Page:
The 5-Move Resistance Band Workout for a Strong Butt

Trainer Emily Skye shares go-to glute-strengthening moves.

When you're looking for a fitness tool that totally ups the ante on your strength workouts, particularly those that target your butt, look no further than a resistance band. Those looped mini bands work wonders for firing up your glutes and working your backside from all angles—a smart strategy for those who sit most of the day, who want to run faster, or for anyone aiming to feel stronger all over.

Benefits of Glute Exercises

"Glutes" refers to the three fleshy muscles in the butt: the gluteus minimus, gluteus medius, and gluteus maximus (the largest of the three). These muscles are incredibly important for daily functioning because they work together to help you move your lower body and keep you upright.

When they become weak (often from sitting too much), the hip flexors can tighten and cause pain in your ankles, legs, or back, according to a 2019 article in the International Journal of Sports Physical Therapy.

Emily Skye, Australian trainer and founder of Emily Skye FIT, told Health that she credits glute exercises with helping to ease her back pain. "One of my favorite body parts to train is my glutes," Skye said. "I used to be quite imbalanced, where I was really strong in my quads and my glutes were quite weak."

Strengthening your glutes can also make you more athletic and powerful. Take a study published in 2015 in the Journal of Human Kinetics. Researchers found that athletes that warmed up with glute exercises had a more powerful squat jump post-workout. In another study, published in 2012 in the Journal of Strength and Conditioning Research, researchers reported similar results.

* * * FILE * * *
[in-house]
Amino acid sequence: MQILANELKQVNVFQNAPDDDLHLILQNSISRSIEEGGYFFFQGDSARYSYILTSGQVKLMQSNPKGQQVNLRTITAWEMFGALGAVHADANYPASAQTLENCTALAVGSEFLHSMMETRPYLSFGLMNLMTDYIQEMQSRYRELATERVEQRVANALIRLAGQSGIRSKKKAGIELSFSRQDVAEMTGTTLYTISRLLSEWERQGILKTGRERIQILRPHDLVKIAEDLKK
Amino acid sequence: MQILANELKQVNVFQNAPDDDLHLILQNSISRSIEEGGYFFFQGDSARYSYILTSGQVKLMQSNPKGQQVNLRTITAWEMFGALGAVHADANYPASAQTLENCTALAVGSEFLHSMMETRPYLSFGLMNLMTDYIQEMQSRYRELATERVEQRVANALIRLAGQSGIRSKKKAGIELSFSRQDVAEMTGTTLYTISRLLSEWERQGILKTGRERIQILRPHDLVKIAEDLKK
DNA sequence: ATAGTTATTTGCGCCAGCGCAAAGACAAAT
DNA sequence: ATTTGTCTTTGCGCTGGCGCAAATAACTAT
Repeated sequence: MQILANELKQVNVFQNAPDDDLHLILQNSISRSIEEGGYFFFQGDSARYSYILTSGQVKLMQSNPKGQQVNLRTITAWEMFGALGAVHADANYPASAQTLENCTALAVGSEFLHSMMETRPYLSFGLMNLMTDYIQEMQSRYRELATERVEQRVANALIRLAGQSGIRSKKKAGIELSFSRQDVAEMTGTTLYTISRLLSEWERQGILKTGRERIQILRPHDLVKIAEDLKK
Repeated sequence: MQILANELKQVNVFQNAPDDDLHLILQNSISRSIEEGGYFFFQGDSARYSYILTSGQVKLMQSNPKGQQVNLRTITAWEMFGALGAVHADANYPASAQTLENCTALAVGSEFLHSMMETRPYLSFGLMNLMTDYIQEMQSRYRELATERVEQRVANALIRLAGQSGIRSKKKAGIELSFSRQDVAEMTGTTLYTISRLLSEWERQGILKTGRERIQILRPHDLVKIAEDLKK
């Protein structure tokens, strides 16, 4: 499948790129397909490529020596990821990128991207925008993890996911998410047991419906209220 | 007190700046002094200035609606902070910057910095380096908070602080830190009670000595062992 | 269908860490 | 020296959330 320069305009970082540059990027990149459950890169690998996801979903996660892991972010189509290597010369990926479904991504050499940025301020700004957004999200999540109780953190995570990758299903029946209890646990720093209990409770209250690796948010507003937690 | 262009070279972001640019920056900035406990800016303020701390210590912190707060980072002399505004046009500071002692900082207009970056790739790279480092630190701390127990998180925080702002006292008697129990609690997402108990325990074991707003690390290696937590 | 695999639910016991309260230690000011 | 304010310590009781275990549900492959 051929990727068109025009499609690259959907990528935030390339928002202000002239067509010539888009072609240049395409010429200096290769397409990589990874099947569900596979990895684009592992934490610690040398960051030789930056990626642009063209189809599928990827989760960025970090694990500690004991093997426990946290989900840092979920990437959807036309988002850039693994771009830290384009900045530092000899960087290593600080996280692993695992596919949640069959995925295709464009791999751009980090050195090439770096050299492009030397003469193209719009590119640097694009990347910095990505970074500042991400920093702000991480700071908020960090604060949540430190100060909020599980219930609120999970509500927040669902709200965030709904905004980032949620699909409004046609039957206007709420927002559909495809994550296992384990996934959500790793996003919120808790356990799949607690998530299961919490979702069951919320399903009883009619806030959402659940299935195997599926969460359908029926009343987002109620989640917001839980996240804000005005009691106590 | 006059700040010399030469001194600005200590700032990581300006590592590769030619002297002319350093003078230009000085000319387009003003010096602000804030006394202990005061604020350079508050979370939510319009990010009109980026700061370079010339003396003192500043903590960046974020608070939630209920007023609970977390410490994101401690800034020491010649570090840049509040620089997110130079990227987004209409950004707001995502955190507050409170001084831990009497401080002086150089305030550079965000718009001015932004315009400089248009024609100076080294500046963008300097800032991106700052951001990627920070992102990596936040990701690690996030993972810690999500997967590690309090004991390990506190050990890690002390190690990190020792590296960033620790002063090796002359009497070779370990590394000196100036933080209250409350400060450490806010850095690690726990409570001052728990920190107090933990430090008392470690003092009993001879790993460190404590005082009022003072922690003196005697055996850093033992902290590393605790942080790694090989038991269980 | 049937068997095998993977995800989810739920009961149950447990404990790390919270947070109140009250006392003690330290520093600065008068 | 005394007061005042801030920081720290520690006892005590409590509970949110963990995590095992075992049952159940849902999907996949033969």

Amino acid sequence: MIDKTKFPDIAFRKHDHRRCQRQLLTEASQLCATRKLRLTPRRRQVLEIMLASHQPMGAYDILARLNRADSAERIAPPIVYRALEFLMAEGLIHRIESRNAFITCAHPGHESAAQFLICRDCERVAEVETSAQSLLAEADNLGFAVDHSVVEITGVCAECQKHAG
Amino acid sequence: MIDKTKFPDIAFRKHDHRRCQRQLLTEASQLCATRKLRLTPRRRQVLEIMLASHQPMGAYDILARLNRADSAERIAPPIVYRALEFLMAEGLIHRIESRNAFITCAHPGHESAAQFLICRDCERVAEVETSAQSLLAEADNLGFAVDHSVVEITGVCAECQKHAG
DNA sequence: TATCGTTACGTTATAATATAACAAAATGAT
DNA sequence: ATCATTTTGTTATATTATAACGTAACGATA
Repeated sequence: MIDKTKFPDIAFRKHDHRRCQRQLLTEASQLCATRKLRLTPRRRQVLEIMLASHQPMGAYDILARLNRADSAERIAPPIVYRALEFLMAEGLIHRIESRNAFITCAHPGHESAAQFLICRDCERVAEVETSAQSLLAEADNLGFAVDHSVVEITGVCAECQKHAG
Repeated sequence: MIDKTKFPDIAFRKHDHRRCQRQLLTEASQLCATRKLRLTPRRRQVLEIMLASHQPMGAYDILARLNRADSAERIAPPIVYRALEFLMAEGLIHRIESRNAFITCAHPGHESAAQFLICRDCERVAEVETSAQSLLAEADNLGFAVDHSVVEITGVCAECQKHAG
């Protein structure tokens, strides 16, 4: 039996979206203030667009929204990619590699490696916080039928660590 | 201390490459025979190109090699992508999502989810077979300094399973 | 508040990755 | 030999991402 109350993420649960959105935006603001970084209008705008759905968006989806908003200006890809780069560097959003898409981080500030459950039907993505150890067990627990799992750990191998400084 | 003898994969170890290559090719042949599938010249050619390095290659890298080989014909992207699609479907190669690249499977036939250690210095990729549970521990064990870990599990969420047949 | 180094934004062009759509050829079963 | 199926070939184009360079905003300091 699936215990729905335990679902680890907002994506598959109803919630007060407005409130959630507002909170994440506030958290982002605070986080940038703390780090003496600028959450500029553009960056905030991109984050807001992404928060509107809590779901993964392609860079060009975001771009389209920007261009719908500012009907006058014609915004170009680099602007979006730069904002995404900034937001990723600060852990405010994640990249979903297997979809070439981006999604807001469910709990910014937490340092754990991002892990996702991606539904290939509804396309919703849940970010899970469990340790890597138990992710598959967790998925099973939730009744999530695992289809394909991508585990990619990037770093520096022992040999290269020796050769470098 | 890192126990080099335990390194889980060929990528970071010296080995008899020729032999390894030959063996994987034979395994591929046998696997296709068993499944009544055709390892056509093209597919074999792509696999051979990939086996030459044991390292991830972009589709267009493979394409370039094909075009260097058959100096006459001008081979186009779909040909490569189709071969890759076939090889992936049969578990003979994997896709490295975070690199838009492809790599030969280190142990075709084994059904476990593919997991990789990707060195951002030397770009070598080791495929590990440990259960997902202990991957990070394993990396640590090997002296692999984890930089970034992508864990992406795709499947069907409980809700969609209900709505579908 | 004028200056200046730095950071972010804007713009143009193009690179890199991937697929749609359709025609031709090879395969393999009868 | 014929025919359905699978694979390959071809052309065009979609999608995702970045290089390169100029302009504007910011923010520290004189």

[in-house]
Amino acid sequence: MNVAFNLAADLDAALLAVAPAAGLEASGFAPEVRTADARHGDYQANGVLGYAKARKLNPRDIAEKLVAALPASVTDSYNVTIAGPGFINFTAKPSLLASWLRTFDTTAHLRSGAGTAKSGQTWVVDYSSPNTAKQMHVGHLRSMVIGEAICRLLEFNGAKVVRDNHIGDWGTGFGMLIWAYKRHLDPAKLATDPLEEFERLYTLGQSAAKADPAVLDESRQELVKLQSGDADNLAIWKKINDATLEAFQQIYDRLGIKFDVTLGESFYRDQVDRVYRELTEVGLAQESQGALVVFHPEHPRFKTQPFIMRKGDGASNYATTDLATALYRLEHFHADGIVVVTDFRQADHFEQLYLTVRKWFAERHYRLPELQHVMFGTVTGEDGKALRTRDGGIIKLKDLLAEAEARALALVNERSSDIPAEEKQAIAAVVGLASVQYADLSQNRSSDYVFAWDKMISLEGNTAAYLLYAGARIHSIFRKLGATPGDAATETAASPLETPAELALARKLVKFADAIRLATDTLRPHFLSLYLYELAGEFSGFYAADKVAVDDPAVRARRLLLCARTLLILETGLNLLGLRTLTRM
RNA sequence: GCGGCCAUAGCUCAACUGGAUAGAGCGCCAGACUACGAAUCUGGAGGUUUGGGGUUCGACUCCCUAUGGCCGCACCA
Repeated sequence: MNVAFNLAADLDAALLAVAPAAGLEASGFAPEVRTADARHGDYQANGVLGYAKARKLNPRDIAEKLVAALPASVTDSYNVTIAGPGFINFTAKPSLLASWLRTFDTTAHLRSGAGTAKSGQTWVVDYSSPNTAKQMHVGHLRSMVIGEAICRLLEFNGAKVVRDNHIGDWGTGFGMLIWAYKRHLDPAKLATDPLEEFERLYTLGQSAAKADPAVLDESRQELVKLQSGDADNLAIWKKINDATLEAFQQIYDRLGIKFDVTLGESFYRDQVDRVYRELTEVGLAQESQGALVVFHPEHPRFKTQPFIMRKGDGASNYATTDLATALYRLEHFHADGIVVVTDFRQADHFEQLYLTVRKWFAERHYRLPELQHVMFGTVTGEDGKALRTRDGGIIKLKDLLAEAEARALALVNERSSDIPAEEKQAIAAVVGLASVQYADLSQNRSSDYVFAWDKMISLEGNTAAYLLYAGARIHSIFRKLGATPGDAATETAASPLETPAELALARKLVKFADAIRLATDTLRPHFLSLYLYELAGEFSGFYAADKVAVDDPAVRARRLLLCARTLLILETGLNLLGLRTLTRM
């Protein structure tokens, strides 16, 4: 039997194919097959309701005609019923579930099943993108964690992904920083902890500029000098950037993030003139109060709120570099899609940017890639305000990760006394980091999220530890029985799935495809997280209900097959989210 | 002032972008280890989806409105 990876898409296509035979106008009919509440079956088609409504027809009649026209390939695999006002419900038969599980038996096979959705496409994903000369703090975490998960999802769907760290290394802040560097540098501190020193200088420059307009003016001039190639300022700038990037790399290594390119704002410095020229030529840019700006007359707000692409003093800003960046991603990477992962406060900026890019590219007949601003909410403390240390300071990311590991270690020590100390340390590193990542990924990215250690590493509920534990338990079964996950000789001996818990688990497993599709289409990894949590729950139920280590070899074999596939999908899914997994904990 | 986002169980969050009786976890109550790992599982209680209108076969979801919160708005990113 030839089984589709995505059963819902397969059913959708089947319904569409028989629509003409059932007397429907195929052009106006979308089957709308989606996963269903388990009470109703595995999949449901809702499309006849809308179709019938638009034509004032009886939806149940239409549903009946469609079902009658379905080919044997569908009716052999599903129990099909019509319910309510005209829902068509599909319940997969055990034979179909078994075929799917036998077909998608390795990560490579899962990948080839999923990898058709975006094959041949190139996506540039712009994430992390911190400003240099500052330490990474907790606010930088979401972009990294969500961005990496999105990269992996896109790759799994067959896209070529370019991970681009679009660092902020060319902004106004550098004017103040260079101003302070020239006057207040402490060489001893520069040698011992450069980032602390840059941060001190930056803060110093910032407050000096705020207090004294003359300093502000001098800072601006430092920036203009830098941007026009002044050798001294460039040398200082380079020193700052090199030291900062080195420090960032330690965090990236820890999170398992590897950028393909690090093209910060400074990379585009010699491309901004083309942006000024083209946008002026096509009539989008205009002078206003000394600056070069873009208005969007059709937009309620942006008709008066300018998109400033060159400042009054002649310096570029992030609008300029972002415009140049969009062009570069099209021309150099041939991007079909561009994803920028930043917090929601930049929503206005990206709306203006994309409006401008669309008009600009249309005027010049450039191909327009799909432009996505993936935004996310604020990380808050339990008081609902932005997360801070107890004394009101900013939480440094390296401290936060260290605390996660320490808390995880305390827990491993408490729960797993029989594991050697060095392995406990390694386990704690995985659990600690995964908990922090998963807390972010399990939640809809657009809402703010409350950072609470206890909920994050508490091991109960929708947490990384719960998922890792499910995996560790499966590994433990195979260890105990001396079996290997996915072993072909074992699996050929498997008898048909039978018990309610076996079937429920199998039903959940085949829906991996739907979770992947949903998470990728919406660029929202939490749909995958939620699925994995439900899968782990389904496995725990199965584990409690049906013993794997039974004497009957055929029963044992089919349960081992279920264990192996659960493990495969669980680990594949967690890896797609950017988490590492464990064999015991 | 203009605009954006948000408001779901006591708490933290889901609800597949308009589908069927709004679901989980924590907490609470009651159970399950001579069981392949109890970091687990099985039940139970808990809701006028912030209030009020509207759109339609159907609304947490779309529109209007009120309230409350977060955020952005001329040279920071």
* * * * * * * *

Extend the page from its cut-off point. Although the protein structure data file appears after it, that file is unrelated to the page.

Benefits of Resistance Band Exercises

Resistance bands—also known as booty bands, glute bands, butt bands, and hip bands—are a great tool for glute exercises because they provide extra resistance for strengthening and can help engage smaller muscles. They're also relatively cheap and take up little space. Skye recommended them as a workout on their own or as a way to increase blood flow to the backside before a high-intensity workout.

Get a few bands of varying resistances, Skye suggested, so you can learn each move with a lighter band before moving up to heavier resistance as you get stronger. You'll know you're using something with enough resistance if, by rep 12, the move feels nearly impossible to complete with perfect form, Skye said.

Ready to feel that fire in your glutes? Here, Skye offered five resistance band exercises to strengthen your butt that you can do anytime and anywhere. One key form tip to keep in mind: Do each exercise with good posture. "You do that by standing nice and tall with your belly button drawn in toward your spine. And then, slightly squeeze your glutes before you start," Skye explained.

When you're standing tall and strong, step right into this butt workout.

Resistance Band Glute Workout

Do each exercise below for 10 to 12 reps and two to three rounds. If you're new to these moves, start with the band above the knees for all of them. If you're intermediate or advanced, you can move the band around your ankles for the first three exercises.

Banded Squat

1. Start standing with feet hip-width apart and band around ankles, hands clasped in front of you.